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FORUMS General Gear Talk Flash and Studio Lighting 
Thread started 10 Jun 2009 (Wednesday) 13:37
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How to avoid shadows under the chin

 
ralliart_04
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Jun 10, 2009 13:37 |  #1

i have been taking pictures of people during events (weddings) however, i find that my shots are subject to harsh shadows under the chin particularly on low light situations. I am using a sigma 530 Super with sto-fen omni bounce. the flash head is at 60 degree angle or 70 degree angle and not directly towards the people.

Is there something that I am doing wrong? Please help and any suggestions would be great.


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superdiver
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Jun 10, 2009 13:39 |  #2

take pictures of only fat ppl who have no space for shadows under chin...

just an idea, and a non PC one at that, sorry if anyone was offended...lol


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cappy1927
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Jun 10, 2009 14:08 as a reply to  @ superdiver's post |  #3

Try taking the diffuser off the flash and directing the flash to the right or left wall of the subject. I am assuming you are bouncing off the ceiling overhead.




  
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shutterfiend
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Jun 10, 2009 14:22 |  #4

If you didn't find superdiver's suggestion very helpful you could try the following

The first thing you could try is pointing the flash directly upwards. It's not very efficient but it'll get rid of the shadows.

You could try attaching a index card with a rubber band (external link)and shoot at 45-60 degree angle, this will throw some light forward.

You could try buying or building a ring flash adapter.

The next step would be getting your flash off-camera.


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ralliart_04
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Jun 10, 2009 14:44 |  #5

shutterfiend wrote in post #8085250 (external link)
If you didn't find superdiver's suggestion very helpful you could try the following

The first thing you could try is pointing the flash directly upwards. It's not very efficient but it'll get rid of the shadows.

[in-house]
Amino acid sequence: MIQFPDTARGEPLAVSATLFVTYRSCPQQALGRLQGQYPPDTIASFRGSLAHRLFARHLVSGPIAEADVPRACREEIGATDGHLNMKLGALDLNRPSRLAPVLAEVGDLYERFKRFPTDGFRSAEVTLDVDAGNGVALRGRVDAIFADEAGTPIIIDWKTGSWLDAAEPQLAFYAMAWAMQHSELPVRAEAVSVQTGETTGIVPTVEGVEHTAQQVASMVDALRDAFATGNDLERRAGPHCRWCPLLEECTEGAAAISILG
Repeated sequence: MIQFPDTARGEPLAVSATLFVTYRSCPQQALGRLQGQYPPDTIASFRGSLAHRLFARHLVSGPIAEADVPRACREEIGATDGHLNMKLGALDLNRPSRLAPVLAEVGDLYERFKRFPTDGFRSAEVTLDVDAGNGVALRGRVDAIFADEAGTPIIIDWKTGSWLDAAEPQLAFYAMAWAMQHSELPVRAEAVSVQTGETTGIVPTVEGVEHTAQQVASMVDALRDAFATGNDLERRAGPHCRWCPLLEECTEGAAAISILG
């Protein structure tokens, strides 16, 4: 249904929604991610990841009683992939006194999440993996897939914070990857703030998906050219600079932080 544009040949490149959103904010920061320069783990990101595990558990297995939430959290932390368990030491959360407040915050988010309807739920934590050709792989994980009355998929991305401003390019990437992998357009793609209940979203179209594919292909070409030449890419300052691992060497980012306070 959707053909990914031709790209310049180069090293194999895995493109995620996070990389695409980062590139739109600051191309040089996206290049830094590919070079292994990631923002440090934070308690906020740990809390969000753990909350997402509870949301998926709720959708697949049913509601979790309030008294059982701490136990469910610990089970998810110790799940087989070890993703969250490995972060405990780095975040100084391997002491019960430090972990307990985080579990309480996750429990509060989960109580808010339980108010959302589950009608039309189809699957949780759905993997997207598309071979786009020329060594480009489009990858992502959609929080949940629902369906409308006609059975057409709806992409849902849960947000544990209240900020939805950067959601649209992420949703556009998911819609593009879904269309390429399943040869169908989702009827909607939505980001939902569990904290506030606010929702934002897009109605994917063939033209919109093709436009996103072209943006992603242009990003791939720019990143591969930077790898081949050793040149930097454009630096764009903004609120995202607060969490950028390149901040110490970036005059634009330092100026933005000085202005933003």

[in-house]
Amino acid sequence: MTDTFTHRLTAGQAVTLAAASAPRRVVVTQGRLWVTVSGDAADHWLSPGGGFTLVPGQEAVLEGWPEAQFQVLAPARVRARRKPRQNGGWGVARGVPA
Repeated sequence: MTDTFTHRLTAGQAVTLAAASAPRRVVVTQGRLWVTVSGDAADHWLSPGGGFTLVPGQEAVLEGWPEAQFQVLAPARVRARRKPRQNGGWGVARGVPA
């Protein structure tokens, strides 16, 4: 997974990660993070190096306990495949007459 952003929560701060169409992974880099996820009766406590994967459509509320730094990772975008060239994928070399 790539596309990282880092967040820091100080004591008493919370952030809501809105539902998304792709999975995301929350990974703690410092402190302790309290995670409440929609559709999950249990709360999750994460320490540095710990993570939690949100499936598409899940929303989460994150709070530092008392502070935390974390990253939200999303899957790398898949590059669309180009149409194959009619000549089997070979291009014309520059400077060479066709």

You could try attaching a index card with a rubber band (external link)and shoot at 45-60 degree angle, this will throw some light forward.

You could try buying or building a ring flash adapter.

The next step would be getting your flash off-camera.

so basically, I should not have placed my diffuser and a "bounce" card together? Maybe this has caused too much light to spill to the subject...

The venue where I tried the diffuser and bounce card on the flash has a dark ceiling and not much walls. This is the reason why I tried the combination. I will try to remove the diffuser next time and put a bounce card.

Thanks for all the responses. if you have anything more in mind, keep them coming. I am really learning a lot.


Canon 6D/ 7D2 / 50 F1.4 / 70-200 F2.8L IS II / / 135L / Fuji X-T1 / Fuji 23 F1.4 ; Flashes: 2 x Yongnuo 600
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Wilt
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Jun 10, 2009 15:24 |  #6

Can you post some examples of the problem, and is there also an overall shot which shows the setting so we can better understand the conditions?

The way the Stoffen ought to work (principle, not marketing hype of the company) is that lots of light goes out in a 3/4 sphere, some bouncing off ceiling and walls, some going forward to the subject directly. As the bounce loses power (not 100% efficient) and has a bit farther to travel (by about 1.4x) the forward component should fill in the neck shadows and eye sockets nicely.

Bounce cards work on the same principle...the upward component and the forward component. The result with the bounce card might (or not) alter the distribution of light slightly, compared to the Stoffen. Lumiquest Omnibounce is designed to let the photographer control the relative distribution, rather than it being a fixed ratio.

With a dark ceiling and no walls, any light sent upward is going to be wasted, and this is true of any modifier that permits light to go upward or out to the sides --which is why I use a small sofbox when no ceiling/no walls.


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ralliart_04
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Jun 10, 2009 15:51 |  #7

Here is an example however, this is not a low light situation however, i used the same set up on the flash with the stofen but without bounce card. Do you think I should have stepped back (maybe 10 feet away to get to a distance where the light is spread out)?